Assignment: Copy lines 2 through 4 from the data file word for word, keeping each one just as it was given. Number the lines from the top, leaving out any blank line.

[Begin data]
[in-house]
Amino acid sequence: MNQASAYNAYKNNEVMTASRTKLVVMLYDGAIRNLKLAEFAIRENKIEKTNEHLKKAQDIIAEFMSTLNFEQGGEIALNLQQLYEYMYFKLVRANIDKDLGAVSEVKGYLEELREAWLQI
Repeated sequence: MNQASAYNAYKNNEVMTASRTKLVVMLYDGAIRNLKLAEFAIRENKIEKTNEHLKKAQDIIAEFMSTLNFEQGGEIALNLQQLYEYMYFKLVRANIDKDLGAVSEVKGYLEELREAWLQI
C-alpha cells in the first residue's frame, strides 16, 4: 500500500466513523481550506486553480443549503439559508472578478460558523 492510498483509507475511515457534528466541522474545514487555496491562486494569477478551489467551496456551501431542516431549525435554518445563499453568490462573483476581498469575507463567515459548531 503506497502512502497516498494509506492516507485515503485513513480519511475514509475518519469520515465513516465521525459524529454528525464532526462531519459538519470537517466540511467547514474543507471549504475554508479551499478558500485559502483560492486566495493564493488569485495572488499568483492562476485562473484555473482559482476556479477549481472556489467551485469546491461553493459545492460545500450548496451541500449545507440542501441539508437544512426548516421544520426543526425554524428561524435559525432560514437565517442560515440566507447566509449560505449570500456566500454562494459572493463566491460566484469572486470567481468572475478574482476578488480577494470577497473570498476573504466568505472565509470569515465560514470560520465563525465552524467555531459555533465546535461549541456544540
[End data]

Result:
Amino acid sequence: MNQASAYNAYKNNEVMTASRTKLVVMLYDGAIRNLKLAEFAIRENKIEKTNEHLKKAQDIIAEFMSTLNFEQGGEIALNLQQLYEYMYFKLVRANIDKDLGAVSEVKGYLEELREAWLQI
Repeated sequence: MNQASAYNAYKNNEVMTASRTKLVVMLYDGAIRNLKLAEFAIRENKIEKTNEHLKKAQDIIAEFMSTLNFEQGGEIALNLQQLYEYMYFKLVRANIDKDLGAVSEVKGYLEELREAWLQI
C-alpha cells in the first residue's frame, strides 16, 4: 500500500466513523481550506486553480443549503439559508472578478460558523 492510498483509507475511515457534528466541522474545514487555496491562486494569477478551489467551496456551501431542516431549525435554518445563499453568490462573483476581498469575507463567515459548531 503506497502512502497516498494509506492516507485515503485513513480519511475514509475518519469520515465513516465521525459524529454528525464532526462531519459538519470537517466540511467547514474543507471549504475554508479551499478558500485559502483560492486566495493564493488569485495572488499568483492562476485562473484555473482559482476556479477549481472556489467551485469546491461553493459545492460545500450548496451541500449545507440542501441539508437544512426548516421544520426543526425554524428561524435559525432560514437565517442560515440566507447566509449560505449570500456566500454562494459572493463566491460566484469572486470567481468572475478574482476578488480577494470577497473570498476573504466568505472565509470569515465560514470560520465563525465552524467555531459555533465546535461549541456544540